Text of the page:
Monkees Vs. Macheen: “Monkees Chow Mein”

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“If you’re going to steal, steal from yourself”

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Similar to “The Spy Who Came in From the Cool”, “Monkees Chow Mein” compels the Monkees to help out the CIS (a quasi-CIA) against our nation’s cold war enemies. The title indicates that this time the villains are from China rather than Russia. James Frawley directed and Gerald Gardner and Dee Caruso wrote this episode, which aired March 13, 1967. Gardner and Caruso borrowed heavily from one of their other writing gigs, Get Smart, for this one.

The Monkees are eating in a Chinese restaurant, and Peter is packing many leftovers. In the back-room of the restaurant, the villains, Dragonman and his assistants, Toto and Chang, discuss their nefarious plans. They’re putting a “secret formula” into fortune cookies; each cookie will contain a different part of the formula to be put together. Spies will sneak the cookies out of the country and give them to their “Asian Masters.”

Joey Forman, who played the title character in “Captain Crocodile,” plays the Dragonman in this one. As far as I know, Forman isn’t Asian, so they’ve got a heavy makeup job on him for the part. Dragonman is a parody of pulp fiction super-villian Fu Manchu, created by British author Sax Rohmer. There was a series of Fu Manchu films produced around this time, from 1965-69, starring British actor Christopher Lee. [Don’t forget the Peter Sellers parody! – Editor]  Casting Forman enhances the parody by keeping the tradition of casting a non-Asian actor to play the character.

Forman underwent a similar makeup process when he played Chinese-Hawaiian detective Harry Hoo, on two episodes of Get Smart, “The Amazing Harry Hoo” (1966) and “Hoo Done It” (1966). Both episodes were written by Gardner and Caruso. Harry Hoo is also a parody of another pulp fiction character, detective Charlie Chan. The villain in “The Amazing Harry Hoo” was another Fu Manchu analog, known as The Claw. In that episode, he has a very similar scheme to the one here in “Chow Mein”: The Claw was sneaking out parts of a secret formula in dry-cleaned shirts.

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Back to the Monkees: Peter (of course) accidentally grabs one of the fortune cookies containing the formula. The restaurant staff and other customers detain him. Peter calls Mike for help and the Monkees manage to get out onto the street, where they hide from their pursuers behind a newspaper. After the spies pass, Peter says, “Boy, those Chinese were sore at us.” Micky responds, “Maybe they thought we were Russians” in an allusion to “The Spy Who Came in from the Cool.”

Davy wonders what they wanted. Mike offers, “You never can tell. Orientals are a curious people.” Agent Modell (Mike Farrell from M*A*S*H) approaches and forces them all into a car at gunpoint. Davy wonders what they want, and Mike points out, “I don’t know. Occidentals are a curious people.” Aside from poking fun at the possible cultural insensitivity of Mike’s previous line, it also evens things up. People from the western or eastern parts of the globe are hard to understand. In other words, all people are mystifying.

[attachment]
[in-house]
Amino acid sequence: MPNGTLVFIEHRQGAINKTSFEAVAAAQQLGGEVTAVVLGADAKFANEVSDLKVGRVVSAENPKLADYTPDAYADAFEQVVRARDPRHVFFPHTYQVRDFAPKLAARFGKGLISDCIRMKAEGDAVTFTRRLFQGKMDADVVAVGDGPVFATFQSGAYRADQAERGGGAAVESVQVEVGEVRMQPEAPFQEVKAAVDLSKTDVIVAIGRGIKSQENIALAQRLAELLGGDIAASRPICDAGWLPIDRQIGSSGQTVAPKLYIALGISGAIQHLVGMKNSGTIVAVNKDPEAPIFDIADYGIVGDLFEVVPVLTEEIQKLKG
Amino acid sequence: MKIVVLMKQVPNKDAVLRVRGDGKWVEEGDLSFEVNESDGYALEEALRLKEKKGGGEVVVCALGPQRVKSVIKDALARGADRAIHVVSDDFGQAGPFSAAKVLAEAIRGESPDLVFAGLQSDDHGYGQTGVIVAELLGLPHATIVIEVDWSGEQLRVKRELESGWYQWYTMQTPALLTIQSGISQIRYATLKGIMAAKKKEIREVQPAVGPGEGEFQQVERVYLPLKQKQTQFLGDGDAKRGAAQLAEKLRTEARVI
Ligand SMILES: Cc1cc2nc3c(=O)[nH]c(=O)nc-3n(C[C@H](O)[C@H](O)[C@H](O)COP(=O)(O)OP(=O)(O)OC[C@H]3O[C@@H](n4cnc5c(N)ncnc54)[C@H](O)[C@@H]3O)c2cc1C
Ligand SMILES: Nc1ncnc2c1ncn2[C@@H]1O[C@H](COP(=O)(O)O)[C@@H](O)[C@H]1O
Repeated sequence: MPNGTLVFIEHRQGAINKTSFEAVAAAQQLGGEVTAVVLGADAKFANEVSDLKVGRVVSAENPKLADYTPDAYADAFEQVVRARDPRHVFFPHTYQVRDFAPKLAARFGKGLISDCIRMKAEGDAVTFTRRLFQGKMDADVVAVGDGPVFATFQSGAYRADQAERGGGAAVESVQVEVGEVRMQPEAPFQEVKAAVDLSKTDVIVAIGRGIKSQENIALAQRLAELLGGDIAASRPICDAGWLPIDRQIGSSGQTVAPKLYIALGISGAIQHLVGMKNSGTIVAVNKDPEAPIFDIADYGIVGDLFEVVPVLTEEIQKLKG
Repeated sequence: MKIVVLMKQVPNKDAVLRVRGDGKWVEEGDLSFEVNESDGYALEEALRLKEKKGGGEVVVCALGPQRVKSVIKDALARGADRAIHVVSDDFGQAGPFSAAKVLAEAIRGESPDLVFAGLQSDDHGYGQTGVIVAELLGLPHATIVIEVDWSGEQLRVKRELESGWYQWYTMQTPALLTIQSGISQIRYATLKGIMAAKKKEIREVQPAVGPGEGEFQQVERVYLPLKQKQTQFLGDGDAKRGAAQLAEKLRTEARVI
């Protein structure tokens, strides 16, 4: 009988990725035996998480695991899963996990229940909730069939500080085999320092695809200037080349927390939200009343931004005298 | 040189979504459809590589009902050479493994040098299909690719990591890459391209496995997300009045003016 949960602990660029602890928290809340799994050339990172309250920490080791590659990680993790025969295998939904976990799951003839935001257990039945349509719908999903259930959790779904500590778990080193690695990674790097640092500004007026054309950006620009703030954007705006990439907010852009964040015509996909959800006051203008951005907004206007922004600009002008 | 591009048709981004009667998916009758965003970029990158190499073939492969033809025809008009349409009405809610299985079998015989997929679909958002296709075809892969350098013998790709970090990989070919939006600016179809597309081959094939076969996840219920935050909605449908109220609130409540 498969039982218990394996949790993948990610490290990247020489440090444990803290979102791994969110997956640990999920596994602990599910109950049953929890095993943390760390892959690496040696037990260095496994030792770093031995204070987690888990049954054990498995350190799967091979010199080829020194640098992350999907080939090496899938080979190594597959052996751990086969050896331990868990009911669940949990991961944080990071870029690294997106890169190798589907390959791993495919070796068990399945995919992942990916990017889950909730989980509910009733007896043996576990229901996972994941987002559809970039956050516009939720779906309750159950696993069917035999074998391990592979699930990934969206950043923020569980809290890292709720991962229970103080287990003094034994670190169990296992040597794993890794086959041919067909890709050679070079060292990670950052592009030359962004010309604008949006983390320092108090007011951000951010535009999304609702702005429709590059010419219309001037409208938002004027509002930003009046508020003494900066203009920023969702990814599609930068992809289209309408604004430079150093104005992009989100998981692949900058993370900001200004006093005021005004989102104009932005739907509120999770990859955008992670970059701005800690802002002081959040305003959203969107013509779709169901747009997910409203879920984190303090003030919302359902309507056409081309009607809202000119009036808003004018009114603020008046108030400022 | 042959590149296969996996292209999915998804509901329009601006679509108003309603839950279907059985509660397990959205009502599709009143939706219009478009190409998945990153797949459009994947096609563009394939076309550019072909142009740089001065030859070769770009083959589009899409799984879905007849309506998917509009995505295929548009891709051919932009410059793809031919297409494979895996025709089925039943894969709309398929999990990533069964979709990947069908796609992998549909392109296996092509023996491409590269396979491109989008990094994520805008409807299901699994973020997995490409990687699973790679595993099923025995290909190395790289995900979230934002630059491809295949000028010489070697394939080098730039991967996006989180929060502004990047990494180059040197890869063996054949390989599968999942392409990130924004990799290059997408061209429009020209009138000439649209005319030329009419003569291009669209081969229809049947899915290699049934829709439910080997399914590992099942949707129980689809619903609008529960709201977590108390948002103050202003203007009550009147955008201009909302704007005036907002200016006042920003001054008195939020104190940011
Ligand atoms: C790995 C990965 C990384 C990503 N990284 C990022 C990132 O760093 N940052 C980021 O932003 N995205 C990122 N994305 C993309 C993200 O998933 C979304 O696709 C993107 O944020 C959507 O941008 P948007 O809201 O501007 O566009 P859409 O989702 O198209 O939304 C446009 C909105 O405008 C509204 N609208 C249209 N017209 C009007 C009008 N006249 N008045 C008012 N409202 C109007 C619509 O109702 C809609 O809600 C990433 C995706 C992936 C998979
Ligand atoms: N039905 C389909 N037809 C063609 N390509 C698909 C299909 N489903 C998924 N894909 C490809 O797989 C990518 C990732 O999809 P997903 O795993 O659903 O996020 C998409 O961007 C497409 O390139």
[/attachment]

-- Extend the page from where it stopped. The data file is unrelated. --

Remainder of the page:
At the CIS office, Agent Modell shines a light on the terrified Mike, and Micky and Davy who cling to Mike’s arms. Modell explains they haven’t been kidnapped; they’ve been taken into custody by the CIS for picking up stolen security information [Sure looks like a kidnapping. – Editor]. He’s tough and no-nonsense, in contrast to their cartoon-y panic. Modell, “You’re frightened, aren’t you? Mike, “Oh, you’re very perceptive.”

Inspector Blount comes in with Peter and clears them, “They’re in a rock n’ roll band!” Blount pulls Modell away to tell them he’s found one fourth of the formula for the Doomsday Bug. There’s a funny sight gag as the Monkees celebrate their freedom behind the two agents. Davy asks about the Doomsday bug. (Davy is a “curious people.”)

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Blount tells the Monkees that Dragonman is a “weirdo” with long hair and strange clothes, inadvertently insulting the Monkees. Embarrassed, he concedes that maybe Dragonman is not that weird. There’s a theme of insults that runs throughout this episode. The Monkees don’t want to help the CIS. As they leave, they back into the intimidating Agent Modell and scare themselves. The stern Modell and daffy Blount seem to be a reverse of the solemn Chief and bumbling Honeywell characters from “The Spy Who Came in from the Cool.”

Back at the Monkee’s house, Mike speculates that the inspector was just trying to scare them into helping. Micky is not so sure.